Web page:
Populist politics across Europe and North America are bearing the fruits of Nigel Farage, right-wing British Conservativism, and Donald Trump. For the moment we have resisted this lurch to the right, but we have to protect what we have gained.
Democracy is flawed. Not for a second is this an argument that we should ditch democracy, it is simply pointing out that while liberal democracy is far better than most of the alternatives it comes with a deep and in-built flaw. All one needs to gain power is enough votes. This contradiction cuts right to the heart of what democracy means: Government of the people, by the people, for the people. We can agree that it is the people who should have the final say in how the nation is governed, but the modern liberal democracy makes the dangerous assumption that the majority is right; that it is informed, and knows what is best for it, the nation, and the world. This would be the definition of a mature democracy, but sadly it is a far cry from reality.
It has been the awareness of this relationship between power and information that has led to the co-option of the media by powerful political actors over the last number of decades, ensuring that the democracy is informed with the material that best serves the interests of power; therefore keeping the wrong people in government. This populist version of politics has become the norm in the United States and Europe, and has resulted in a discernible Verrechtsing (“right-turn”) whereby power has been gained democratically by politicians appealing to the lowest common denominator in every electorate – racism, xenophobia, strong man politics, and so on.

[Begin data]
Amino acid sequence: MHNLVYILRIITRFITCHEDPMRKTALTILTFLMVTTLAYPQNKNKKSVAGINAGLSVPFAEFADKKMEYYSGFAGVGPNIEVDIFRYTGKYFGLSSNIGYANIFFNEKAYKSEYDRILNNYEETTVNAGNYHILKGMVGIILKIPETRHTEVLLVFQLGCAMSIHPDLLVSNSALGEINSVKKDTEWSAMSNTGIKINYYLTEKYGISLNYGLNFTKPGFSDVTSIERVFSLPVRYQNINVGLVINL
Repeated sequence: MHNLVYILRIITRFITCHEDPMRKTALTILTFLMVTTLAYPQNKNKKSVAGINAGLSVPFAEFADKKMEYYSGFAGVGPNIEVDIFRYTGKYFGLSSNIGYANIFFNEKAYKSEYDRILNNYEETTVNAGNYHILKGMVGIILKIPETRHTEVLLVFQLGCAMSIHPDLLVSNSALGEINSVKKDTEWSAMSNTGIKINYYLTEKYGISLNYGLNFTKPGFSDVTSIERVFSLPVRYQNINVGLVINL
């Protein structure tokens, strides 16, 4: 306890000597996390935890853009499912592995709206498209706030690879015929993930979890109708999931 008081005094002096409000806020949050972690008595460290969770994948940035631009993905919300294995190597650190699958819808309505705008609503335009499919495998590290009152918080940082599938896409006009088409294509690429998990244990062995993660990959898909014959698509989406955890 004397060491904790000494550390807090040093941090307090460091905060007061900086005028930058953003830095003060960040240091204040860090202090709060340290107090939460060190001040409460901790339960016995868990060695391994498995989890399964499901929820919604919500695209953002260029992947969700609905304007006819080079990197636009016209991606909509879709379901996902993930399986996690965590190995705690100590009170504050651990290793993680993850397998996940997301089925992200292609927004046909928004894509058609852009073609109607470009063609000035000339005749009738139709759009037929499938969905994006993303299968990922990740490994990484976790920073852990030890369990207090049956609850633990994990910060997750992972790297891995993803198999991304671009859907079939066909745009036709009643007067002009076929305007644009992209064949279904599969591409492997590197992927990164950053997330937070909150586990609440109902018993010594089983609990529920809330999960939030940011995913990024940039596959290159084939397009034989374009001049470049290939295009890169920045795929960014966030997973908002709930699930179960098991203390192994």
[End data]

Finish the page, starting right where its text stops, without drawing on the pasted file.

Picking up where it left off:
The United Kingdom has followed this trend to the right with the political élite seeking power for the sake of power itself, giving it access to the means of self-enrichment on a truly global scale. Conservatives in particular have been at the forefront of this process. Hidden behind the cloak of state power the Conservative establishment has successfully built a political-corporate marriage, enabling its architects to hoard vast sums of wealth in morally damnable off-shore accounts. Within the nation the public’s attention has been deflected by the media’s focus on largely irrelevant issues, directing anger for deepening austerity at foreigners and refugees as scapegoats.
In Scotland we have escaped this process that has resulted in a Brexit vote in England and Wales, and has seen a frightening upsurge in racially motivated violence south of the border. Our heightening demand for national independence has long made us the target of British state propaganda, and as a result we have developed a certain level of immunity to the state-media programme. This is neither an absolute nor a guarantee for the future. We have recognised in the independence movement that everyone who lives in Scotland is Scottish and is therefore an integral part of our struggle for self-determination, but British nationalism remains a considerable force in the country. Protecting what we have achieved requires that our democracy continues to mature, and this demands that we gain for Scotland a strong and truly independent media.